From the Weber State University Web Site:

Parapsychology Foundation, Inc. supports original study, research, and experiments on projects concerned with parapsychology. Under this program, grants for travel and for graduate and undergraduate studies are not considered. (TGA 12/7)


The tax return of the Parapsychology Foundation (PF) for 2005 (signed November 9, 2006) lists compensation paid to its officers. President Eileen Coly received $37,000 and Executive Director Lisette Coly received $90,020—the total being $127,020. No entry was made for “Other employee salaries and wages.”

That year the Foundation gave $18,000 in grants and scholarships.

Footnote: [4] H. E. Puthoff and R. Targ, "Physics, Entropy and Psychokinesis," in 
Proc. Conf. Quantum Physics and Parapsychology (Geneva, Switzerland); (New 
York: Parapsychology Foundation, 1975).

[Eckankar] New Age religion emphasizes personal spiritual development 
The first time Karen Bezoski left her body she was sitting in a parapsychology class at Weber State University in 1971. It was like 
the frequent stories of near-death experiences, weightless floating 
and walking into the light, she recalls. Except she wasn't dying. That 
experience, coached by meditation experts from Berkeley, Calif., led 
Bezoski toward a belief in reincarnation and "soul travel," which 
eventually led her to Eckankar, a New Age religion emphasizing the 
importance of personal spiritual development.

Parapsychology Foundation, Inc.

" ... With a title like this, you would think this would be the authoritative source on the net for parapsychology research. It isn't. The Foundation itself may be a great thing (I don't know); they've been around since 1951 and run a library in NYC, but their site has zero information and lots of bad links. They do run a mailing list that you can supposedly subscribe to via their "About" page. If the content of their site is any indication, though, the list wouldn't be worth it. ... "

Former interrogator for the CIA who became one of America's leading polygraph (lie detector) specialists. He became director of the Keeler Polygraph Institute in Chicago and later founded the Cleve Backster School of Lie Detection in Manhattan, New York. During the late 1960s, he became famous for his experiments in plant ESP, using polygraph techniques. His experiments tend to support the idea that plants are sensitive to human thoughts. Some of his experiments were sponsored by the Parapsychology Foundation and involved tests to see if plants reacted to the destruction of live cells.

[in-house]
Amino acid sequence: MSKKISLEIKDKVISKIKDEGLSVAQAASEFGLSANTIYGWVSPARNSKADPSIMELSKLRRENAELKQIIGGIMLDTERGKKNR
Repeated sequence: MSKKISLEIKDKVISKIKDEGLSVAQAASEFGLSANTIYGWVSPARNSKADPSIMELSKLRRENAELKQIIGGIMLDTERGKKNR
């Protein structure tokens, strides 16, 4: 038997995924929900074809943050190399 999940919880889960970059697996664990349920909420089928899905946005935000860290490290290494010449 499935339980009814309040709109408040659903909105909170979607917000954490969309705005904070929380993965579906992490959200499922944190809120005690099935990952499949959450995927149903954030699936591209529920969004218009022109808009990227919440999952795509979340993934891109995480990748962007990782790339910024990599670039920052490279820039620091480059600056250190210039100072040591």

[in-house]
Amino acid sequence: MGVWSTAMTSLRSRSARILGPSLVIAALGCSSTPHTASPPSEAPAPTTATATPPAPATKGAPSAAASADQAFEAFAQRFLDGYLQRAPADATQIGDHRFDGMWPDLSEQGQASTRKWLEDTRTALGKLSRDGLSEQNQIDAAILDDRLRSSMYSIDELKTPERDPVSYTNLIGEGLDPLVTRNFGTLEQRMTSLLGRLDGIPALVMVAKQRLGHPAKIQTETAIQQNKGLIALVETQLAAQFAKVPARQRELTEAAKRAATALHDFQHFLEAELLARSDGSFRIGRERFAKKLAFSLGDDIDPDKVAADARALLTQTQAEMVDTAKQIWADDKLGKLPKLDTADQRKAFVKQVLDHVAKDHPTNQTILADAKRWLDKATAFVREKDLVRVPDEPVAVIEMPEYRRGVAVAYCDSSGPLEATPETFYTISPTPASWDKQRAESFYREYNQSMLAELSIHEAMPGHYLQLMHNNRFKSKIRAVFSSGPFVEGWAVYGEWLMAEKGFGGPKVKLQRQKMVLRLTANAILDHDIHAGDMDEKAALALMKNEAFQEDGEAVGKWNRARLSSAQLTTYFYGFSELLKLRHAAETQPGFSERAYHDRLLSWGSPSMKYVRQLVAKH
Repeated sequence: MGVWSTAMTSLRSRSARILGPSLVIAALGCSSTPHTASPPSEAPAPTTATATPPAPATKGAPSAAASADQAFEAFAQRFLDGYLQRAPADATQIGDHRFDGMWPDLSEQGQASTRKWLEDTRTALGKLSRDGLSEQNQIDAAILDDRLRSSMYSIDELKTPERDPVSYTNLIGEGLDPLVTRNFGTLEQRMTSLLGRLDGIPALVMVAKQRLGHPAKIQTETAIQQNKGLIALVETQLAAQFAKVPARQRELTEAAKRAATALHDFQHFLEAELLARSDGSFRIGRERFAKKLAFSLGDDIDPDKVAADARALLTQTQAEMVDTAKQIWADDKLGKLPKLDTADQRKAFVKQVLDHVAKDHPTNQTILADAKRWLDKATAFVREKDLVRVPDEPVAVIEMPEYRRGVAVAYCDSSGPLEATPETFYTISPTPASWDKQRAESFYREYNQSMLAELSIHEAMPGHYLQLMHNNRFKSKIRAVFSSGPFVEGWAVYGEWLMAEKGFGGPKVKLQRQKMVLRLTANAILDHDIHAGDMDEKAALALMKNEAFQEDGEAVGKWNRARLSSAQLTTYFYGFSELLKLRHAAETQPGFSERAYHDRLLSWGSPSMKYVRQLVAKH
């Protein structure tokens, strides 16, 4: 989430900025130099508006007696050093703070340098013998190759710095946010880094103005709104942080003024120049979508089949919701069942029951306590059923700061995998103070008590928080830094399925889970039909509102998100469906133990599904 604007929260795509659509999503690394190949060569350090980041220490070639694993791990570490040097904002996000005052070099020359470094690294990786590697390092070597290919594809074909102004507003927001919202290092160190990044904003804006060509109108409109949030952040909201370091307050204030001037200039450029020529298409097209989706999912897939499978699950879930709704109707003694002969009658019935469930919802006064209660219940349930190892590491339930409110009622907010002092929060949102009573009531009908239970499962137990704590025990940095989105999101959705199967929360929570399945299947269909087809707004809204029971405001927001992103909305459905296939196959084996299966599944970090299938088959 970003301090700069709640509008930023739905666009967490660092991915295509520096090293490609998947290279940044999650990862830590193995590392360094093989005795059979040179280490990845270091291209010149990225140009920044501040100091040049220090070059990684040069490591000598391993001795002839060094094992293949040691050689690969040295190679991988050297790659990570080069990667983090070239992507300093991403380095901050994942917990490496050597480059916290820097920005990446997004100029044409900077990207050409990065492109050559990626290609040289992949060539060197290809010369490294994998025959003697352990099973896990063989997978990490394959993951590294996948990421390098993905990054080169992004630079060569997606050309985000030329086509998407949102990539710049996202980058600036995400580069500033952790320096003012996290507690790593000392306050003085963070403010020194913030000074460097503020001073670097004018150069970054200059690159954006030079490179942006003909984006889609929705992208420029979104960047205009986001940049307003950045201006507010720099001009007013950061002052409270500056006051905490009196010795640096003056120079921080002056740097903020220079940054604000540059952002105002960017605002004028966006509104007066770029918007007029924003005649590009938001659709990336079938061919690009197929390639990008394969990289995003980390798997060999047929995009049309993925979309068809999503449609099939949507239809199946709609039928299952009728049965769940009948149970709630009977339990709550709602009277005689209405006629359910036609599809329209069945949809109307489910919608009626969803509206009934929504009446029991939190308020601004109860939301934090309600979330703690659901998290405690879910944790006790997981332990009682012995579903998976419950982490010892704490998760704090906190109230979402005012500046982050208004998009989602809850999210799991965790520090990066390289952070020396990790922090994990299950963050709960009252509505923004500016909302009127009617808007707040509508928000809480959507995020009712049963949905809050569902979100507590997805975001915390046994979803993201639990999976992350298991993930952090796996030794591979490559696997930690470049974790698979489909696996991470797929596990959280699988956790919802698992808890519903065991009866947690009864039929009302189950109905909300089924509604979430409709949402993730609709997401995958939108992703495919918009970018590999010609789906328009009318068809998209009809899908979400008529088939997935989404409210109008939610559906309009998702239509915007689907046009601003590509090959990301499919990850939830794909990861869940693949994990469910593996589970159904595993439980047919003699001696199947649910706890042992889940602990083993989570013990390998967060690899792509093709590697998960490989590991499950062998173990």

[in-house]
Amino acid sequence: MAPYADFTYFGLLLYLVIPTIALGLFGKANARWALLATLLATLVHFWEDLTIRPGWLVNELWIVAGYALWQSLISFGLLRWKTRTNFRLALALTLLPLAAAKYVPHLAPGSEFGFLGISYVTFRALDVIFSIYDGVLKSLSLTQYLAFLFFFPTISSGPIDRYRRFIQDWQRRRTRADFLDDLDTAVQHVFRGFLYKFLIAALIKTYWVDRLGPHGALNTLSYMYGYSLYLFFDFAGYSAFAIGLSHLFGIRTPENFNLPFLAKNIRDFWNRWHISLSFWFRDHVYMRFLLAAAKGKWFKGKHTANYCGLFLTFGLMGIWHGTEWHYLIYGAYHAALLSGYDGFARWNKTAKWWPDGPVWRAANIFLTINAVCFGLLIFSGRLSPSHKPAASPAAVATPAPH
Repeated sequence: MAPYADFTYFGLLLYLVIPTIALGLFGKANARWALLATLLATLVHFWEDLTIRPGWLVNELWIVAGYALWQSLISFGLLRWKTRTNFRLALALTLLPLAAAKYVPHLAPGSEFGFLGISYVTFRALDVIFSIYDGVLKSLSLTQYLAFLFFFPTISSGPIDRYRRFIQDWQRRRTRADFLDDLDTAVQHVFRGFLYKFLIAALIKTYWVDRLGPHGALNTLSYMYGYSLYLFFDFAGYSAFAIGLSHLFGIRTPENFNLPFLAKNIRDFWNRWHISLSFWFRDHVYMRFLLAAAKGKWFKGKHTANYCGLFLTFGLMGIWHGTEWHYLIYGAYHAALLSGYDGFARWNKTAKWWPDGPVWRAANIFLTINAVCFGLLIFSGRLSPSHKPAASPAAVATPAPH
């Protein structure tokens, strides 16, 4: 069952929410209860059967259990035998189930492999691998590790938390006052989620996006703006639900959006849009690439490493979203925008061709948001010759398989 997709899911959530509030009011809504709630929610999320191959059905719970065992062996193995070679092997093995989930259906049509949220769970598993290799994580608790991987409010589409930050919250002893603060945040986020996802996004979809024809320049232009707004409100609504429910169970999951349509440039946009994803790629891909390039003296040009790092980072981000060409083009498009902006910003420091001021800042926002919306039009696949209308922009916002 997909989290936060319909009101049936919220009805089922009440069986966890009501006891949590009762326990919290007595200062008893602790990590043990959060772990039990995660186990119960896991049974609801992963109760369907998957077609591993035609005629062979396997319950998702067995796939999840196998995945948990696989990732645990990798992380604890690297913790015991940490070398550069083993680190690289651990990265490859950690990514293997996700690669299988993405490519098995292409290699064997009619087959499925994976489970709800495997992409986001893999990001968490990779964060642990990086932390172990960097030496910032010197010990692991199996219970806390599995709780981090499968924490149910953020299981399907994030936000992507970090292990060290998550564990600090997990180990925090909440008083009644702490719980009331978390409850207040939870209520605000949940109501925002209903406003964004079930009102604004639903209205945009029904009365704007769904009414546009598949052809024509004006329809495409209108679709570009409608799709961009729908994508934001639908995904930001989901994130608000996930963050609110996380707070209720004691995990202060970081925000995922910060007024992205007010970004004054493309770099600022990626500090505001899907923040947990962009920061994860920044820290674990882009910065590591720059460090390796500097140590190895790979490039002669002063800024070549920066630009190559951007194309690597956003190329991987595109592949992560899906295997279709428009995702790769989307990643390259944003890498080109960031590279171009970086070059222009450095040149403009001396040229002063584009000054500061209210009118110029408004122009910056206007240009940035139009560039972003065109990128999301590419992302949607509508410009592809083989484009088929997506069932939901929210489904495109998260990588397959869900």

Backster believed plants that had become attuned to a particular human being appeared to maintain that link wherever the person went and whatever he did. Backster concluded: "There exists an as yet undefined primary perception in plant life, that animal life termination can serve as a remotely located stimulus to demonstrate this perception capability, and that this perception facility in plants can be shown to function independently of human involvement." Procedures and results were reported in the International Journal of Parapsychology in 1968.

Dr. J. G. Pratt and Dr. J. B. Rhine:

The creation of the Rhine Institute at Duke University, which was the first Parapsychology laboratory, founded by Dr. J. B. Rhine and his wife in 1927, started a new phase in psychic research and imparted a fresh momentum to the investigation of Telepathy, Extra Sensorial Perception (ESP), as well as other anomalous phenomena. The Rhine Institute also researched mediumship. Specially significant was the work of Dr. J. G. Pratt, who studied the abilities of medium Eileen J. Garrett. In these experiments they found that the number of true statements (hits) given by the medium to the sitters was statistically much greater than chance, or what could have been obtained with 'cold reading' techniques typically used by magicians. Eileen Garrett also created the Parapsychology Foundation to promote the impartial research of psychic phenomena. Ms. Garret was also the medium at the center of the R-101 case, one of the most convincing episodes in psychic history that occurred when a British dirigible crashed in France in 1930.